How Dogs Communicate

Behaviourist

Hello all, in this blog we will take a look at how dogs communicate and hopefully give you some idea about how good (in their own way) they are at it.

Dogs communicate in four ways, those being Olfactory (smells), Auditory (hearing), Visual and Tactile (touch). I would not be able to cover all these in this one blog so we will have a look at arguably the most important (to a dog) of these, Olfactory communication. I will look at the other forms of canine communication in future blogs.

A dog has evolved to be an expert at Olfactory communication, the dogs nose is an incredible tool, lets have a few facts about that nose first.

A dogs nose can have a Olfactory epithelium (internal nose area) of between 20-200 sq cm depending on breed, we as humans have 2-4 sq cm.

They can have up to 250 Mio (million) scent receptor cells, we have 5 Mio.

Dogs noses are 1-100 Mio more sensitive to Butyric acid (in sweat), so good for tracking, it is estimated that the sweat left in a shoe print is 1 Mio more than threshold.

The area of a dogs brain used to analyse smells is 40 times larger than ours.

So with a nose like this it is somewhat obvious that olfactory communication is very important to the dog.

The dog also has several glands around its body that secrete scents and pheromone messages for others to find.

You will most probably have seen your dog stopping to sniff something when out and about followed closely by some salivating and then their behaviour becomes more intense sometimes to the extent of squealing and rushing around. What has just happened is your dog has found an interesting message, sometimes a long term message, left by another dog, on closer inspection they have licked the scent to transport it to the vomeronasal organ (or Jacobsons organ) found in the roof of your dogs mouth. This organ contains chemo receptors that are connected to the limbic system which is connected to emotional responses, hence the excited behaviour at what they have found. They will lick what they have found, salivate and then become excited about what they have found. What they did indeed find is a chemical message left by another dog from scent or pheromones excreted by that dog.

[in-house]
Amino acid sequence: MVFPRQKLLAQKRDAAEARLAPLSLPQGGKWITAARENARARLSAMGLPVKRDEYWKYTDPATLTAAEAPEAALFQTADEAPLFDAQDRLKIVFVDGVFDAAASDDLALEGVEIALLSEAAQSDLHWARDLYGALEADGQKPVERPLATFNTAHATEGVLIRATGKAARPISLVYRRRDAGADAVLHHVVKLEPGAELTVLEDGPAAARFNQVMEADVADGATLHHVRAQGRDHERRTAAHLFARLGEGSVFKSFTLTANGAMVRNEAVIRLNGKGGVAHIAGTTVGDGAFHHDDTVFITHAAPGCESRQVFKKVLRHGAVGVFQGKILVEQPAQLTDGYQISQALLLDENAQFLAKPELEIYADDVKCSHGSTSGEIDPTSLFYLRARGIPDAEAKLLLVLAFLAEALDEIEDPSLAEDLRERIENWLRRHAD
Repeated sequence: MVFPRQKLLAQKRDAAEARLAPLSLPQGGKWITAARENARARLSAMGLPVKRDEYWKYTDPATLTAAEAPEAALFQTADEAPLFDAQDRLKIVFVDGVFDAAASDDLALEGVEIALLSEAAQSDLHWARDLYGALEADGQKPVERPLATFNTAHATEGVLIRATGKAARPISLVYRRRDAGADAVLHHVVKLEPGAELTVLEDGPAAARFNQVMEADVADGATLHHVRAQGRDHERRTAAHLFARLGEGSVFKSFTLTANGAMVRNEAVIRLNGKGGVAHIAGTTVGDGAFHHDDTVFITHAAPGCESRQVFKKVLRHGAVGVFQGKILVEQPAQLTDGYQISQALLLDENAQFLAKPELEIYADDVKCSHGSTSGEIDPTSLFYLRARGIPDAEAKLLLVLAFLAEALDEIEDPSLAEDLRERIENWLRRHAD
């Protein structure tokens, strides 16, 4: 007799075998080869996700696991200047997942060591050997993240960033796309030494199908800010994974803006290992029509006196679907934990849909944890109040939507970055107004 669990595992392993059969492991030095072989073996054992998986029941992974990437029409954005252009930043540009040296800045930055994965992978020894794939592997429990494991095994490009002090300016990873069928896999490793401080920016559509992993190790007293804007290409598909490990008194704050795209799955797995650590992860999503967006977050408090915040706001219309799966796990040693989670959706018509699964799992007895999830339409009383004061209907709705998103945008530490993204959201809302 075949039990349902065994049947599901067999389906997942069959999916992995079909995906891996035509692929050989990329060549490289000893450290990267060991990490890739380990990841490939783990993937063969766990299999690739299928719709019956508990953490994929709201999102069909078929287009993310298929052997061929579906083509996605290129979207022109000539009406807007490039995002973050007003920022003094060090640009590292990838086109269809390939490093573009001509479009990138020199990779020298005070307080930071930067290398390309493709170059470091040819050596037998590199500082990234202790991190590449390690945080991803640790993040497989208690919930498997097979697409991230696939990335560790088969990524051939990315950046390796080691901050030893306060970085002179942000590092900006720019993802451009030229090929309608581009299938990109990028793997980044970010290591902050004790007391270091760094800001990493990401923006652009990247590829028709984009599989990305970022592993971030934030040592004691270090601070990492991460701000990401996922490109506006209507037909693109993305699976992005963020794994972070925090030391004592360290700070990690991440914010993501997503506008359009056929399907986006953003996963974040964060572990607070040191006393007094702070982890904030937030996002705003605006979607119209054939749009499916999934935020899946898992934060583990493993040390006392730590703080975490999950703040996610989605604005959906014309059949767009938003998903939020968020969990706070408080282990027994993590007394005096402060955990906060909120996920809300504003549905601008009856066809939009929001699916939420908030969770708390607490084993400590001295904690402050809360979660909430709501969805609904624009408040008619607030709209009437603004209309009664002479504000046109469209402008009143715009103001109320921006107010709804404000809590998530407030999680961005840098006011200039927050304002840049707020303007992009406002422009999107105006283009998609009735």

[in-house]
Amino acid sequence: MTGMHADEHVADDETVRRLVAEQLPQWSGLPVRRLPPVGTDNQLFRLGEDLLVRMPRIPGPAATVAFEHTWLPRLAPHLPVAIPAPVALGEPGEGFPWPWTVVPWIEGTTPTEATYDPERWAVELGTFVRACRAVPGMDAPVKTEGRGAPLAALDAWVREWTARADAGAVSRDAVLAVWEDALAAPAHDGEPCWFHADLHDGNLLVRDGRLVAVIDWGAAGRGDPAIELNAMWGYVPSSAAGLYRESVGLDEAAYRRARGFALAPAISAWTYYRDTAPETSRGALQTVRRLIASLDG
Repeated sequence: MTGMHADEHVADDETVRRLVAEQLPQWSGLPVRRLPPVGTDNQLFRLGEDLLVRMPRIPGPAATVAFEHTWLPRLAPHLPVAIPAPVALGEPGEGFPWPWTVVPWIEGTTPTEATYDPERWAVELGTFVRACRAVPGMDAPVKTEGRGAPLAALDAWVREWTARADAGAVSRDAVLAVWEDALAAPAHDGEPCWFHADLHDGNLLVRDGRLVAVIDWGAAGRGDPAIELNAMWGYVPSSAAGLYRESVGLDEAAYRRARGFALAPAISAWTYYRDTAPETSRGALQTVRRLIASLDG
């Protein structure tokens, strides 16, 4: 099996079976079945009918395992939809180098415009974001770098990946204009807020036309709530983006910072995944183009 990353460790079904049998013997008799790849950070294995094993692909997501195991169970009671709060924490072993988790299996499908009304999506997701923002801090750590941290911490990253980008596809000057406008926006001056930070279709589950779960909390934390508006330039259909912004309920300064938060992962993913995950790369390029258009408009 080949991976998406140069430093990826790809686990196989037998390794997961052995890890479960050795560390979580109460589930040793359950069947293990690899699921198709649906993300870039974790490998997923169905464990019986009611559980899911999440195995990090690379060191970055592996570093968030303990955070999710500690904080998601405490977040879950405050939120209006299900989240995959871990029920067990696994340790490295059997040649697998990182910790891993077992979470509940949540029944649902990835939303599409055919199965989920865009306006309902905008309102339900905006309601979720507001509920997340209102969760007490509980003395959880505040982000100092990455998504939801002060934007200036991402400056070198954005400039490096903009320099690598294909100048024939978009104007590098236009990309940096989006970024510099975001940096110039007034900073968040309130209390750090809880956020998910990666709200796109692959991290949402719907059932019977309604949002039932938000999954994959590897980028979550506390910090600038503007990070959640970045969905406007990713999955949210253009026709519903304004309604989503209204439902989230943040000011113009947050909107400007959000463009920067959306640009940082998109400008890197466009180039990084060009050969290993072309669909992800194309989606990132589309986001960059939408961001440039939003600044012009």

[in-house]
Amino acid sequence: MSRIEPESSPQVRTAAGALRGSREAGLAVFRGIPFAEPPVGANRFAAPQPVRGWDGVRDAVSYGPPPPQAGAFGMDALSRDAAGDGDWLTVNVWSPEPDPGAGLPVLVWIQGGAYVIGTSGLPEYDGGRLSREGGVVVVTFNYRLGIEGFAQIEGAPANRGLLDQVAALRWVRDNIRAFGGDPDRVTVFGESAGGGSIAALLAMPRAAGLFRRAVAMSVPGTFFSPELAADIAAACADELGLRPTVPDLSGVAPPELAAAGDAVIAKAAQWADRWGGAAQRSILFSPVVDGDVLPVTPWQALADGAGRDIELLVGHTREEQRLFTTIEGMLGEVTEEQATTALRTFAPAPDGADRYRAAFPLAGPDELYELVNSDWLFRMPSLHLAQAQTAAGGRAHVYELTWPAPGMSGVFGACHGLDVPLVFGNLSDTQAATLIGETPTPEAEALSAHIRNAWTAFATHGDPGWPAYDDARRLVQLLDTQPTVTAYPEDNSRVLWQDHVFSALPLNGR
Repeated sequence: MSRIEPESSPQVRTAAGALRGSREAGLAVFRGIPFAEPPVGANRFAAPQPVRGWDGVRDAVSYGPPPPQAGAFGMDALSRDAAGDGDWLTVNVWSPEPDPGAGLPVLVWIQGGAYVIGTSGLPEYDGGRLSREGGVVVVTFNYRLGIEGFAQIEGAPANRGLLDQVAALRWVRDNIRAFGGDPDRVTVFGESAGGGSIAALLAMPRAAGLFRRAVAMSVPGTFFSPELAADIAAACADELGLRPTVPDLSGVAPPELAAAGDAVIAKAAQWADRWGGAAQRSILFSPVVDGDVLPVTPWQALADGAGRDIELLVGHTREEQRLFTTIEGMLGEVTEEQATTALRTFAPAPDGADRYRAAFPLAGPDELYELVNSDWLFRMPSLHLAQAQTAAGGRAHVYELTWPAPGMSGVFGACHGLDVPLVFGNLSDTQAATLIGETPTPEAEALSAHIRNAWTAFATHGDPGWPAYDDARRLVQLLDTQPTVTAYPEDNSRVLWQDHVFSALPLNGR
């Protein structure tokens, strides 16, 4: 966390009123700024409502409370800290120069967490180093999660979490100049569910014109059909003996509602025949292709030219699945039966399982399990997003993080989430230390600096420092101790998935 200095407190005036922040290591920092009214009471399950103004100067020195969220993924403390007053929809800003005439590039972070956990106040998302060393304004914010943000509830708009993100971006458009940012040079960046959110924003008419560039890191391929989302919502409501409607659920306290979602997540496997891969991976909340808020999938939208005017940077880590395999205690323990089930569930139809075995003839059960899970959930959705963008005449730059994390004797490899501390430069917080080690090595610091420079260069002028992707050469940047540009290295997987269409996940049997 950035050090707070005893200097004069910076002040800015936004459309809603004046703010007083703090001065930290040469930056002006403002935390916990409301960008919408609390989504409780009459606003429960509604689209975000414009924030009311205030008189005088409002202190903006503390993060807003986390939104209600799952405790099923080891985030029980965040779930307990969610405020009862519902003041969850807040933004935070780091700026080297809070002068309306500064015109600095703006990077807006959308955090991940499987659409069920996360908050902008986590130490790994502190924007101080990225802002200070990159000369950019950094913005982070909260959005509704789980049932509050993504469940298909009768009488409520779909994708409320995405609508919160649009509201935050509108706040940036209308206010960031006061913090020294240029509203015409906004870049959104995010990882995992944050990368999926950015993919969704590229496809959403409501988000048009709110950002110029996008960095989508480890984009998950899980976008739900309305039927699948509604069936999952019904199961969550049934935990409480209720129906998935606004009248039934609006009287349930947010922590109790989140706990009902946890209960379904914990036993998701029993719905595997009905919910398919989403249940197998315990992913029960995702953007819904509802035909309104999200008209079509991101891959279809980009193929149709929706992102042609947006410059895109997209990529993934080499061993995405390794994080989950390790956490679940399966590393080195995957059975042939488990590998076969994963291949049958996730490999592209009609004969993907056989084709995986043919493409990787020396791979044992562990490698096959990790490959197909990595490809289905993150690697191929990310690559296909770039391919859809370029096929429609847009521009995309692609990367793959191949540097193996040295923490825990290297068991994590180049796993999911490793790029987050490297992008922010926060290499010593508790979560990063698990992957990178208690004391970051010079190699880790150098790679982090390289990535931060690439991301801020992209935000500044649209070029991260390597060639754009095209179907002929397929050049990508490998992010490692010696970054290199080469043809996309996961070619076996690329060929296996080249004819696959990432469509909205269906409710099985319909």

Hows dogs communicate

Glands that excrete these messages are found throughout your dog, on the side of the head (why they rub their head on smelly things), at the base of the tail called the Supracaudal or violet gland, on either side of the anus (anal glands), on the perineum (between the dogs legs) and between the toes which is why some dogs will scrape the ground after urinating to leave an additional pheromone message from these glands and a visual one from the scraped up ground too (a three fold message).

A dogs urine carries with in it a wealth of information for another dog to find. It can tell a dog the sex, age, status, health, breeding cycle (bitches), nutrition (proteins etc) and most importantly and very accurately how long ago another dog was there and if recently may well give the dog doing the smelling advance warning of something good (female in season) or bad (high status known aggressive dog) in the area, which will provoke a response be it disappearing over the horizon in search of the dog in season or being on guard in case of a meeting with the aggressive dog.

When your dog moves through the environment they are continually scenting the ground and air to pick up on these messages left by others, some are better at it than others (bloodhound for instance), but all are experts at it compared to us, we do not have the tools to do it but to a dog it is a major part of their makeup and way of life and you should allow your dog to carry out these behaviours as it is in my opinion intrinsically linked to a dogs well being, if they want to have a sniff and a pee then let them (if safe of course), olfactory and the other forms of canine communication and the need to carry it out will help with the socialisation of your dog as through experience they will be better at communicating with others.

I hope this has given you a brief but informative look at one of the forms of canine communication, it’s importance to your dog and hopefully a desire to find out more. For a more in depth look at all canine communication have a look at my website, it’s free, have a good day !

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